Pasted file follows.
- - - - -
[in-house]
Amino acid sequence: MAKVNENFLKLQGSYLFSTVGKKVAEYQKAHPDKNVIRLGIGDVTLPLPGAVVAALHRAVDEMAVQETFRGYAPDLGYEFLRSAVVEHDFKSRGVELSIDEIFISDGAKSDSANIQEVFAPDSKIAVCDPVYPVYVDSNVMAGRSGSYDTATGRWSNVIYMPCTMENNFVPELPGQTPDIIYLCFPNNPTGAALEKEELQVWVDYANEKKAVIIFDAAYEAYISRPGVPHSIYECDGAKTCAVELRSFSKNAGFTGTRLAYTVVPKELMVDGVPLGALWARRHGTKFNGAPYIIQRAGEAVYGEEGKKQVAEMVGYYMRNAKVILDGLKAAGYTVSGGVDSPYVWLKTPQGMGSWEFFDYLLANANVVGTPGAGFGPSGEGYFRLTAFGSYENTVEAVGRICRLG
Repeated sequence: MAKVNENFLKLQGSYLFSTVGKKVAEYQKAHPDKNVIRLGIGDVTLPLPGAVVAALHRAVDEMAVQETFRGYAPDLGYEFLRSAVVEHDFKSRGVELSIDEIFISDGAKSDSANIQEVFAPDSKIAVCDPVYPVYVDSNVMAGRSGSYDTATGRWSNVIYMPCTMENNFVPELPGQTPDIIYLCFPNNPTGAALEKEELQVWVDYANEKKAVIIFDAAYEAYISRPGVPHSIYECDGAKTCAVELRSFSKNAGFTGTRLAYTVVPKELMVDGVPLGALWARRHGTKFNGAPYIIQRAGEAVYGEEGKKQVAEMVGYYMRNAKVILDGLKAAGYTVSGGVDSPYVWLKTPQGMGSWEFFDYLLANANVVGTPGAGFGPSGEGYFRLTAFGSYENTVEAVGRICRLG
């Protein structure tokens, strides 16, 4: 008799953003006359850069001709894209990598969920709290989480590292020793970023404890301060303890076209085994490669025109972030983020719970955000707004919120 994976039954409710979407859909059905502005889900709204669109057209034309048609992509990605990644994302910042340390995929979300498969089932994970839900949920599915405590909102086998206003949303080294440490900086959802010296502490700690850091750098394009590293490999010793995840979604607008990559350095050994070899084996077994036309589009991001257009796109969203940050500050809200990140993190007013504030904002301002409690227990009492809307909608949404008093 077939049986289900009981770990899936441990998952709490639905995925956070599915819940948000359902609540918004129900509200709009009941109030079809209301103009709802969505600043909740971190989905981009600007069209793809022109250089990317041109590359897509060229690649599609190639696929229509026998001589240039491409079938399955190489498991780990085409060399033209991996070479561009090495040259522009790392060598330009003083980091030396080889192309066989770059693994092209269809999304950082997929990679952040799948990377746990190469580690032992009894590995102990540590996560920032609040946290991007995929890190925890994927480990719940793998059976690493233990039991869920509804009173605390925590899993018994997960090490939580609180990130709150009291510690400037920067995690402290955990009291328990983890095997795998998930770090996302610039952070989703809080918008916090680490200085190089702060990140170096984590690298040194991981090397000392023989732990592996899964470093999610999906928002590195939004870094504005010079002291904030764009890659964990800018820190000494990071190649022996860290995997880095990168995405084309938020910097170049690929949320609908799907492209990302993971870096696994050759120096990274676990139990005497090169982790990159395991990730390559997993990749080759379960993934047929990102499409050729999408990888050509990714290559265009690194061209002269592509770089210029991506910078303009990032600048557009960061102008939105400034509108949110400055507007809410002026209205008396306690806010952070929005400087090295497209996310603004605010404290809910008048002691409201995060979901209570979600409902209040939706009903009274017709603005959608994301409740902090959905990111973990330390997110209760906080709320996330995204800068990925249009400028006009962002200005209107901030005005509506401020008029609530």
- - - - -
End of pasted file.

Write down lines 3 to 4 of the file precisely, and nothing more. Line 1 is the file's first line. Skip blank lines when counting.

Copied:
Repeated sequence: MAKVNENFLKLQGSYLFSTVGKKVAEYQKAHPDKNVIRLGIGDVTLPLPGAVVAALHRAVDEMAVQETFRGYAPDLGYEFLRSAVVEHDFKSRGVELSIDEIFISDGAKSDSANIQEVFAPDSKIAVCDPVYPVYVDSNVMAGRSGSYDTATGRWSNVIYMPCTMENNFVPELPGQTPDIIYLCFPNNPTGAALEKEELQVWVDYANEKKAVIIFDAAYEAYISRPGVPHSIYECDGAKTCAVELRSFSKNAGFTGTRLAYTVVPKELMVDGVPLGALWARRHGTKFNGAPYIIQRAGEAVYGEEGKKQVAEMVGYYMRNAKVILDGLKAAGYTVSGGVDSPYVWLKTPQGMGSWEFFDYLLANANVVGTPGAGFGPSGEGYFRLTAFGSYENTVEAVGRICRLG
């Protein structure tokens, strides 16, 4: 008799953003006359850069001709894209990598969920709290989480590292020793970023404890301060303890076209085994490669025109972030983020719970955000707004919120 994976039954409710979407859909059905502005889900709204669109057209034309048609992509990605990644994302910042340390995929979300498969089932994970839900949920599915405590909102086998206003949303080294440490900086959802010296502490700690850091750098394009590293490999010793995840979604607008990559350095050994070899084996077994036309589009991001257009796109969203940050500050809200990140993190007013504030904002301002409690227990009492809307909608949404008093 077939049986289900009981770990899936441990998952709490639905995925956070599915819940948000359902609540918004129900509200709009009941109030079809209301103009709802969505600043909740971190989905981009600007069209793809022109250089990317041109590359897509060229690649599609190639696929229509026998001589240039491409079938399955190489498991780990085409060399033209991996070479561009090495040259522009790392060598330009003083980091030396080889192309066989770059693994092209269809999304950082997929990679952040799948990377746990190469580690032992009894590995102990540590996560920032609040946290991007995929890190925890994927480990719940793998059976690493233990039991869920509804009173605390925590899993018994997960090490939580609180990130709150009291510690400037920067995690402290955990009291328990983890095997795998998930770090996302610039952070989703809080918008916090680490200085190089702060990140170096984590690298040194991981090397000392023989732990592996899964470093999610999906928002590195939004870094504005010079002291904030764009890659964990800018820190000494990071190649022996860290995997880095990168995405084309938020910097170049690929949320609908799907492209990302993971870096696994050759120096990274676990139990005497090169982790990159395991990730390559997993990749080759379960993934047929990102499409050729999408990888050509990714290559265009690194061209002269592509770089210029991506910078303009990032600048557009960061102008939105400034509108949110400055507007809410002026209205008396306690806010952070929005400087090295497209996310603004605010404290809910008048002691409201995060979901209570979600409902209040939706009903009274017709603005959608994301409740902090959905990111973990330390997110209760906080709320996330995204800068990925249009400028006009962002200005209107901030005005509506401020008029609530």